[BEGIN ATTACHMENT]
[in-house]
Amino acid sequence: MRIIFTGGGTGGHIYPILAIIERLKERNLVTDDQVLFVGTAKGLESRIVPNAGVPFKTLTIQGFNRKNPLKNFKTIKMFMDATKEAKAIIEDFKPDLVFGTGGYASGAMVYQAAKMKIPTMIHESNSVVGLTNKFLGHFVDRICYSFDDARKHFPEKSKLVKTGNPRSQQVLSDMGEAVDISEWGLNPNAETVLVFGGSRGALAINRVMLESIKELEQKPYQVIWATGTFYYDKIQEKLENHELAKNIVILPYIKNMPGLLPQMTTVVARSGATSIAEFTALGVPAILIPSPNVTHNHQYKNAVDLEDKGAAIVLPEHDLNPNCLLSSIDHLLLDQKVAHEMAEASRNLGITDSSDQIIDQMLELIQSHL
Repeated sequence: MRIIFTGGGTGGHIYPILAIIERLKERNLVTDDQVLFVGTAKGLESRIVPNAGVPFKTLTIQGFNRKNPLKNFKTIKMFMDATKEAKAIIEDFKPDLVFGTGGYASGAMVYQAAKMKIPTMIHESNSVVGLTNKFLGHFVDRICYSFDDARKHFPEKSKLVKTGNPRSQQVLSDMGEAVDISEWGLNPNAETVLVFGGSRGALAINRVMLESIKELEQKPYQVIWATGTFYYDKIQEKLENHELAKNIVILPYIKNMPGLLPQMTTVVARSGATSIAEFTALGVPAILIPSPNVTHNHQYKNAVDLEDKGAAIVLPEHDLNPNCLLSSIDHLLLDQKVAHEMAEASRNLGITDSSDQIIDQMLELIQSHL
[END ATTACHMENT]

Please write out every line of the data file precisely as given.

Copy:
[in-house]
Amino acid sequence: MRIIFTGGGTGGHIYPILAIIERLKERNLVTDDQVLFVGTAKGLESRIVPNAGVPFKTLTIQGFNRKNPLKNFKTIKMFMDATKEAKAIIEDFKPDLVFGTGGYASGAMVYQAAKMKIPTMIHESNSVVGLTNKFLGHFVDRICYSFDDARKHFPEKSKLVKTGNPRSQQVLSDMGEAVDISEWGLNPNAETVLVFGGSRGALAINRVMLESIKELEQKPYQVIWATGTFYYDKIQEKLENHELAKNIVILPYIKNMPGLLPQMTTVVARSGATSIAEFTALGVPAILIPSPNVTHNHQYKNAVDLEDKGAAIVLPEHDLNPNCLLSSIDHLLLDQKVAHEMAEASRNLGITDSSDQIIDQMLELIQSHL
Repeated sequence: MRIIFTGGGTGGHIYPILAIIERLKERNLVTDDQVLFVGTAKGLESRIVPNAGVPFKTLTIQGFNRKNPLKNFKTIKMFMDATKEAKAIIEDFKPDLVFGTGGYASGAMVYQAAKMKIPTMIHESNSVVGLTNKFLGHFVDRICYSFDDARKHFPEKSKLVKTGNPRSQQVLSDMGEAVDISEWGLNPNAETVLVFGGSRGALAINRVMLESIKELEQKPYQVIWATGTFYYDKIQEKLENHELAKNIVILPYIKNMPGLLPQMTTVVARSGATSIAEFTALGVPAILIPSPNVTHNHQYKNAVDLEDKGAAIVLPEHDLNPNCLLSSIDHLLLDQKVAHEMAEASRNLGITDSSDQIIDQMLELIQSHL